(Updates with data breakdown starting in eighth paragraph.)
July 29 (Bloomberg) -- Business activity in the U.S. expanded at a slower pace in July, a sign manufacturing may be moderating after leading the economy recovery.
The Institute for Supply Management-Chicago Inc. said today its business barometer fell to 58.8 in July, lower than forecast, from 61.1 the prior month. Figures greater than 50 signal expansion.
Manufacturers like Eaton Corp. expect sales to pick up in the second half of the year as the recovery proceeds and developing countries like China increase demand for U.S.-made goods. While easing commodity costs support production, employers are cutting back on hiring, which may temper consumer spending that accounts for 70 percent of the U.S. economy.
“Supplies out of Japan seem to be improving,” Russell Price, a senior economist at Ameriprise Financial Services Inc. in Detroit, said before the report. “Production over the next few months is likely to benefit manufacturing.”
The median forecast of 54 economists surveyed by Bloomberg News projected the measure would drop to 60. Estimates ranged from 56 to 63.3.
The economy grew less than forecast in the second quarter, after almost coming to a halt at the start of the year, as consumers retrenched, another report today showed.
Gross domestic product climbed at a 1.3 percent annual rate following a 0.4 percent gain in the prior quarter that was less than earlier estimated, according to figures from the Commerce Department. Household purchases, about 70 percent of the economy, rose 0.1 percent, the smallest gain in the recession.
The Chicago group’s production gauge eased to 64.3 from June’s reading of 66.9. The gauge of new orders fell to 59.4 from 61.2. The employment measure dropped to 51.5 from 58.7 the prior month, indicating less hiring.
Economists watch the Chicago index and other regional manufacturing reports for an early reading on the national outlook. The Chicago group says its membership includes both manufacturers and service providers with operations in the U.S. and abroad, making the gauge a measure of overall growth.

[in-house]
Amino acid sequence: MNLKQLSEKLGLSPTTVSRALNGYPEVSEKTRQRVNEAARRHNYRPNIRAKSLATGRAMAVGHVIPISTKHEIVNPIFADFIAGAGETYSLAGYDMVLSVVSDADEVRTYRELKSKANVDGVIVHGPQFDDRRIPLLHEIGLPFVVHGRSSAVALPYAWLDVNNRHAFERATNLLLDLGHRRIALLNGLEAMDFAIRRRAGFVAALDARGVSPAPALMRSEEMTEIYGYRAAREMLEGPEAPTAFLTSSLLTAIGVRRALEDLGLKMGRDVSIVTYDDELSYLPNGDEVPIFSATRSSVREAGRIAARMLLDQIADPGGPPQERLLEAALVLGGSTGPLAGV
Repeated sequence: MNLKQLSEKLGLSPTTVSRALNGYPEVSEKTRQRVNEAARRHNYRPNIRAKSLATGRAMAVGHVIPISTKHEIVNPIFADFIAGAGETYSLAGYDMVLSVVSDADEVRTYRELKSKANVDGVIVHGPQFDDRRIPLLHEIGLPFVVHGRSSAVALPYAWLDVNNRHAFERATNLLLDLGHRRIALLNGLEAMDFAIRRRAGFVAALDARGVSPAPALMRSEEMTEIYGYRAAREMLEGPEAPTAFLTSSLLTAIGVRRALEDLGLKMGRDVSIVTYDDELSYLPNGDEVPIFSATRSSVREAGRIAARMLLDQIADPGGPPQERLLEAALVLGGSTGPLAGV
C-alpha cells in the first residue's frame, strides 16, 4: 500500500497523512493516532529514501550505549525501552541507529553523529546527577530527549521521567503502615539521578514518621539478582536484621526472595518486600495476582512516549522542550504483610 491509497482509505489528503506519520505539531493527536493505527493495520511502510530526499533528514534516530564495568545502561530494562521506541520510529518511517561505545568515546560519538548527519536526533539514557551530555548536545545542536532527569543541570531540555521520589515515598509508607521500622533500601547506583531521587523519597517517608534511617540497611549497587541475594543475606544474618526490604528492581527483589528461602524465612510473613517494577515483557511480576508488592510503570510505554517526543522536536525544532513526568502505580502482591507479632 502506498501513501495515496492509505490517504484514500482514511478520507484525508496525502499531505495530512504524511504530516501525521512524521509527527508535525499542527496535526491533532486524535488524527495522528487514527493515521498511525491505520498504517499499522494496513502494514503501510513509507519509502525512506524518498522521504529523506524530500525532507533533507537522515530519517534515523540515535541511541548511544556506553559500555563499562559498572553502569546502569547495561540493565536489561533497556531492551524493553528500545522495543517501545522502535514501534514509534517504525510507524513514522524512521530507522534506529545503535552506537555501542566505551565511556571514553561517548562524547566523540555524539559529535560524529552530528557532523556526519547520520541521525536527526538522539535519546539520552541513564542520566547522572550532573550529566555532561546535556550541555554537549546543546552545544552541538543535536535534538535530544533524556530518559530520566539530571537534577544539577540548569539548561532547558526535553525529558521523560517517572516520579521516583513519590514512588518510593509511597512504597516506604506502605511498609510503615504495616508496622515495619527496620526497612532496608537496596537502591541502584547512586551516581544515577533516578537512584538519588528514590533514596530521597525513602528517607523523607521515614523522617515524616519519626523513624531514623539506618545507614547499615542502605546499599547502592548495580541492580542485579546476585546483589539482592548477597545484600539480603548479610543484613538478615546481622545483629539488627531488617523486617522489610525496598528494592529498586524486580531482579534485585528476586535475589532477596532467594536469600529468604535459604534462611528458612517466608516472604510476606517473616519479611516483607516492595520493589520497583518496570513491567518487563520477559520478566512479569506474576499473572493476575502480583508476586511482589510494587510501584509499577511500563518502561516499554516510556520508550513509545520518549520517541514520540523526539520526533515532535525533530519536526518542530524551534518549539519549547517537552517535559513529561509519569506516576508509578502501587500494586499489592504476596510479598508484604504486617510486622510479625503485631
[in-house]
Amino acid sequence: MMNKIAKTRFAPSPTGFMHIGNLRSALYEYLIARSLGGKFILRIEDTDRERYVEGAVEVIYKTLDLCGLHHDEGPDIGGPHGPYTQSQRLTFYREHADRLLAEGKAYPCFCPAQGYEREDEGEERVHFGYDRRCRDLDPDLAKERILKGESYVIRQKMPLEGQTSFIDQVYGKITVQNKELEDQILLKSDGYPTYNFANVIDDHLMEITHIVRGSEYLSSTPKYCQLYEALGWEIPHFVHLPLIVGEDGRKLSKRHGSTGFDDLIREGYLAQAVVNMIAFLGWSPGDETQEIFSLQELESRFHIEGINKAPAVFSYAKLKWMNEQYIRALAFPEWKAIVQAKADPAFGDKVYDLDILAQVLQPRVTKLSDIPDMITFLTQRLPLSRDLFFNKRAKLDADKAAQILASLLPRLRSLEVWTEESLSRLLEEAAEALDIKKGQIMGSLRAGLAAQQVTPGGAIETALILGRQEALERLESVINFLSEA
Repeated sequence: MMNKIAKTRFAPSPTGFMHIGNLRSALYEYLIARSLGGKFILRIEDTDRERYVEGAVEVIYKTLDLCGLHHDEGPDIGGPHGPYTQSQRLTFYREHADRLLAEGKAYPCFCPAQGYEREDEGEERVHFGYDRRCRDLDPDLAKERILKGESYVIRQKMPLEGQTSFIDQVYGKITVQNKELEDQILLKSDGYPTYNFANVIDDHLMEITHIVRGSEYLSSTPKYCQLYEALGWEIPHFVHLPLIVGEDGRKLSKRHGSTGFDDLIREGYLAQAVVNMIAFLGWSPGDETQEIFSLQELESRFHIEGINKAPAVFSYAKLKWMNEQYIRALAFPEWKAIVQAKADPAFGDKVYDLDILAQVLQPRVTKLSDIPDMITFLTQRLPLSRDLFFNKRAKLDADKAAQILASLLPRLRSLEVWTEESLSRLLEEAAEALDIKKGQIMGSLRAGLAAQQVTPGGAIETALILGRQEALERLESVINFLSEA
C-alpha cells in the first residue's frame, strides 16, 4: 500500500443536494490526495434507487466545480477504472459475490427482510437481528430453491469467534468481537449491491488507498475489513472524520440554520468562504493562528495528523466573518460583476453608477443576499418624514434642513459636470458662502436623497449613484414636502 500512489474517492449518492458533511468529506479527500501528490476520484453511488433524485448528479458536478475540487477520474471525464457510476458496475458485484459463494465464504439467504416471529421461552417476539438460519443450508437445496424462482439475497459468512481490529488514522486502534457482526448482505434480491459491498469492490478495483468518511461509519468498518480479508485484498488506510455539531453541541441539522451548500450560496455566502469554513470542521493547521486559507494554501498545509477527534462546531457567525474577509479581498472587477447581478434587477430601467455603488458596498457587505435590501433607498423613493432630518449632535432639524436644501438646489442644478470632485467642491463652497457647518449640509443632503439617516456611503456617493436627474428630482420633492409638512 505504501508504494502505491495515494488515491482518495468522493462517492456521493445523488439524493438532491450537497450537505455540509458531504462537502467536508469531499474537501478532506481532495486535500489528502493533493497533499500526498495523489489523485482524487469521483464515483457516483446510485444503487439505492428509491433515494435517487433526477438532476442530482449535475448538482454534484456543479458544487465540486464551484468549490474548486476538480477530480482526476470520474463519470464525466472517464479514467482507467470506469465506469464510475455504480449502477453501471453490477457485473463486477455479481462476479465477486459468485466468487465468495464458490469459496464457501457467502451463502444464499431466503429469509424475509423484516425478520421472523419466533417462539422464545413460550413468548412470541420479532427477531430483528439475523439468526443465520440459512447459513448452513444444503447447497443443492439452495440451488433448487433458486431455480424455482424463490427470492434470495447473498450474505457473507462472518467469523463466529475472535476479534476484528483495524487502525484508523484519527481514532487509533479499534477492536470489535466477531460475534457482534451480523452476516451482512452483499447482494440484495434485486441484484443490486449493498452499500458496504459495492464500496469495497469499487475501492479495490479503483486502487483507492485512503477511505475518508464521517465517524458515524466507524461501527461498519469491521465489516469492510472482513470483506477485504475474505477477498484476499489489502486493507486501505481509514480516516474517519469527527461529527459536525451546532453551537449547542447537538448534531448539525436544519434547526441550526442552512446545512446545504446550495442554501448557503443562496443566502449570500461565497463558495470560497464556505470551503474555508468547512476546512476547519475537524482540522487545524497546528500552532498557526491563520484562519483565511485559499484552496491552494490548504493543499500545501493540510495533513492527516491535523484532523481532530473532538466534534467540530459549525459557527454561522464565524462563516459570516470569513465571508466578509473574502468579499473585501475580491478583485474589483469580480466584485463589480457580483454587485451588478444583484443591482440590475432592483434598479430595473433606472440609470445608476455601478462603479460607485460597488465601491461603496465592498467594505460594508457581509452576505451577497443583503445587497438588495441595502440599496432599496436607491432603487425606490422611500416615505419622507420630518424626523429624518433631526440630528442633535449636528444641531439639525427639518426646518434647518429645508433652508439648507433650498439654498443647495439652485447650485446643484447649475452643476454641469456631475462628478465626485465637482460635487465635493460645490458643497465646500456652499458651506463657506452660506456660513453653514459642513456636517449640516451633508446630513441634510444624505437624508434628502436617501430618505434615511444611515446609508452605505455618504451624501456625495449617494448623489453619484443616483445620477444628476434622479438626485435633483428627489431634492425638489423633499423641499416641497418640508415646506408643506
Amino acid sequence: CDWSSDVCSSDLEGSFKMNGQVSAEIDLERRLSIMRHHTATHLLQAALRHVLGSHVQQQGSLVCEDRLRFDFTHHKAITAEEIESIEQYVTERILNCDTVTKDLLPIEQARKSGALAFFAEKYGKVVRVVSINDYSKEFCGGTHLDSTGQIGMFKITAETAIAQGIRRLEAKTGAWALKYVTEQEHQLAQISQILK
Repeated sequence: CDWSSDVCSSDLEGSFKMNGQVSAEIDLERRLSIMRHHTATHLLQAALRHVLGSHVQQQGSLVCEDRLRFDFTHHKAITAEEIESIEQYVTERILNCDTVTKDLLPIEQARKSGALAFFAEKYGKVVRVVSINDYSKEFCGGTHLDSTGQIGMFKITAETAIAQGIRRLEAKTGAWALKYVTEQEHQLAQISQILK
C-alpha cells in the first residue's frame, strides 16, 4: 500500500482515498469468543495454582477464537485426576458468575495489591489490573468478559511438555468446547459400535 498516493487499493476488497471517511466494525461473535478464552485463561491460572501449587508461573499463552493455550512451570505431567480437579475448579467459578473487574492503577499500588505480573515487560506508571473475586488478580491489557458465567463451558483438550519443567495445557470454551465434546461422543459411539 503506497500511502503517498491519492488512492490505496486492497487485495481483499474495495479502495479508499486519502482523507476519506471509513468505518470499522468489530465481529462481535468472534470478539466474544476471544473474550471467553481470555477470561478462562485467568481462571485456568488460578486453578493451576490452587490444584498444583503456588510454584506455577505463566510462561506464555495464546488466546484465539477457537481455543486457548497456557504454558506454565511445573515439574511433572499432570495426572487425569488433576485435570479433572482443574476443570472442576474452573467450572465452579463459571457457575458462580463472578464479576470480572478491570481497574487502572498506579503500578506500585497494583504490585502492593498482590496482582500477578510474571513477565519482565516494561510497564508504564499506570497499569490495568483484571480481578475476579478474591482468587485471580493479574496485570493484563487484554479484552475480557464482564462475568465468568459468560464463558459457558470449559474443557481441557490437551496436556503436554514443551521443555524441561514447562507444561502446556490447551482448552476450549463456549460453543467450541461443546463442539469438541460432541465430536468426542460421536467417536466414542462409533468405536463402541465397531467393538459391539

The ISM’s monthly national factory index, due Aug. 1, slid to 55 in July from 55.3, according to the median projection in a Bloomberg News survey. A reading above 50 signals expansion.
Manufactures face sluggish domestic demand after consumer spending stalled in the second quarter as employment prospects waned. At the same time, restraints from Japan’s earthquake and higher raw material costs may be wearing off, making factories’ more able to meet new demand from growing overseas economies spurred by a weaker U.S. dollar.
Federal Reserve policy makers, including Chairman Ben S. Bernanke have, nonetheless, projected that the economy will strengthen in the second half of 2011 as “factors that are likely to be temporary” subside.
Eaton, a Cleveland-based maker of hybrid transmissions for trucks, said industrial markets and the automobile industry are recovering. “All of that leads us to believe that ‘12 is going to be a solid year of economic growth, Sandy Cutler, chairman and chief executive officer, said in a July 25 teleconference with analysts.
Eaton, with business segment from electrical to fluid power and automotive, projects sales this year will top the 2008 record of $15.37 billion by 6 percent. Revenue climbed 22 percent in the first half, the company said in a statement.
--With assistance from Chris Middleton in Washington. Editor: Carlos Torres
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